Teak: Wikis


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Teak foliage and seeds
Scientific classification
Kingdom: Plantae
(unranked): Angiosperms
(unranked): Eudicots
(unranked): Asterids
Order: Lamiales
Family: Lamiaceae
Genus: Tectona

Tectona grandis
Tectona hamiltoniana
Tectona philippinensis

Vimanmek Mansion Bangkok, Thailand. The largest golden teak building in the world.
Flower, fruit & leaves of Tectona grandis in Kolkata, West Bengal, India.

Teak (Tectona), is a genus of tropical hardwood trees in the mint family, Lamiaceae.[1][2][3] native to south and southeast Asia, namely Bangladesh, Myanmar and Thailand, and is commonly found as a component of monsoon forest vegetation. They are large trees, growing to 30–40 m tall, deciduous in the dry season.

The name teak comes from the Malayalam[4] word Thekku.



Teak belongs to the family Lamiaceae (in older classifications in Verbenaceae). Sometimes it is included in the subfamily Prostantheroideae.[5] There are three species of Tectona:

Cultivation and uses

The yellowish brown timber with good grains and texture from teak trunk is used in the manufacture of outdoor furniture, boat decks, and other articles where weather resistance is desired. It is also used for indoor flooring and as a veneer for indoor furnishings.

Teak, though easily worked, can cause severe blunting on edge tools because of the presence of silica in the wood. Teak's natural oils make it ideal for use in exposed locations and termite and pest proof, where it is durable even when not treated with oil or varnish. Timber cut from old Teak trees was once believed to be more durable and harder than plantation grown Teak. Studies have shown[6] plantation-grown teak performs on par with old-growth Teak in erosion rate, dimensional stability, warping, and surface checking.

Teak is used extensively in India to make doors and window frames, furniture and columns and beams in old type houses. It is very resistant to termite attacks. Mature teak fetches a very good price. It is grown extensively by forest departments of different states in forest areas.

Teak consumption encompasses a different set of environmental concerns, such as the disappearance of rare old-growth teak. However, its popularity has led to growth in sustainable production throughout the seasonally dry tropics in forestry plantations. The Forest Stewardship Council offers certification of sustainably grown and harvested teak products. Propagation of teak via tissue culture for plantation purposes is commercially viable.[7]

Leaves of teak wood tree are used in making Pellakai gatti (jackfruit dumpling), where batter is poured in a teak leaf and is steamed.[citation needed] This type of usage is found in coastal districts of Dakshina Kannada and Udupi in state of Karnataka in India. The leaves are also used in gudeg, a dish of young jackfruit made in Central Java, Indonesia, and give the dish its dark brown color.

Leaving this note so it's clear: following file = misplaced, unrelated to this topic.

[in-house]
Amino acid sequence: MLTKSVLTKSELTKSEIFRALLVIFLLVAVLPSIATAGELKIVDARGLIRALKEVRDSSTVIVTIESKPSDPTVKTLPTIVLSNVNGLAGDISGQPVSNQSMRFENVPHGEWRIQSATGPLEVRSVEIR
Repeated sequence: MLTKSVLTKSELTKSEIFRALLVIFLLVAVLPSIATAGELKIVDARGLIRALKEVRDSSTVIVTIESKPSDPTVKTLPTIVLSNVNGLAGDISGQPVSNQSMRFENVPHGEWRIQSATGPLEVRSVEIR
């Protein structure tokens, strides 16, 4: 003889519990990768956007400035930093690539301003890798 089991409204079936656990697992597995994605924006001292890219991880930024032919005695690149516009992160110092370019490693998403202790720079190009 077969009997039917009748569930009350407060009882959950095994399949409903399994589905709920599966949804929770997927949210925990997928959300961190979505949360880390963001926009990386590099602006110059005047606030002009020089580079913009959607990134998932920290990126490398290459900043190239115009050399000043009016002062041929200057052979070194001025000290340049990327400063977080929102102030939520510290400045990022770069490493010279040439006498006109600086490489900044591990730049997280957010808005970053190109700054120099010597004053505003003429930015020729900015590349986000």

Teak is used as a food plant by the larvae of moths of the genus Endoclita including E. aroura, E. chalybeatus, E. damor, E. gmelina, E. malabaricus, E. sericeus and E. signifer and other Lepidoptera including Turnip Moth.

Hyblaea puera, an insect native to southeast Asia, is a teak pest whose caterpillar feeds on teak and other species of trees common in the region.[8] Much of the world's teak is exported by Indonesia and Myanmar. There is also a rapidly growing Plantation grown market in Central America (Costa Rica) and South America.


Teak is propagated mainly from seeds. Germination of the seeds involves pretreatment to remove dormancy arising from the thick pericarp. Pretreatment involves alternate wetting and drying of the seed. The seeds are soaked in water for 12 hours and then spread to dry in the sun for 12 hours. This is repeated for 10–14 days and then the seeds are sown in shallow germination beds of coarse peat covered by sand. The seeds then germinate after 15 to 30 days.[9][10]

Gallery of Tectona grandis (Common Teak)


  1. ^ "Angiosperm Phylogeny Website - Lamiales". Missouri Botanical Garden. http://www.mobot.org/mobot/research/APweb/orders/lamialesweb.htm#Lamiales. 
  2. ^ "GRIN Taxonomy for Plants - Tectona". United States Department of Agriculture. http://www.ars-grin.gov/cgi-bin/npgs/html/genus.pl?11908. 
  3. ^ Heywood, V.H., Brummitt, R.K., Culham, A. & Seberg, O. 2007: Flowering Plant Families of the World. Royal Botanic Gardens, Kew.
  4. ^ www.ratnasagar.co.in/language/71English_words_of_Indian_Origin.doc
  5. ^ Singh, G. Plant systematics: an integrated approach. Science Publishers, 2004
  6. ^ http://www.fpl.fs.fed.us/documnts/pdf2001/willi01d.pdf
  7. ^ Teak tissue culture company: http://wtamc.com/PlantingMaterials.htm
  8. ^ Herbison-Evans, Don (2007-09-06). "Hyblaea puera". University of Technology, Sydney. http://linus.socs.uts.edu.au/~don/larvae/hybl/puera.html. Retrieved 2008-03-12. 
  9. ^ Kadambi, K. (1972). Silviculture and management of Teak. Bulletin 24 School of Forestry, Stephen F. Austin State University Nacogdoches, Texas
  10. ^ B. Robertson (2002) Growing Teak in the Top End of the NT. Agnote. No. G26 PDF

External links


1911 encyclopedia

Up to date as of January 14, 2010
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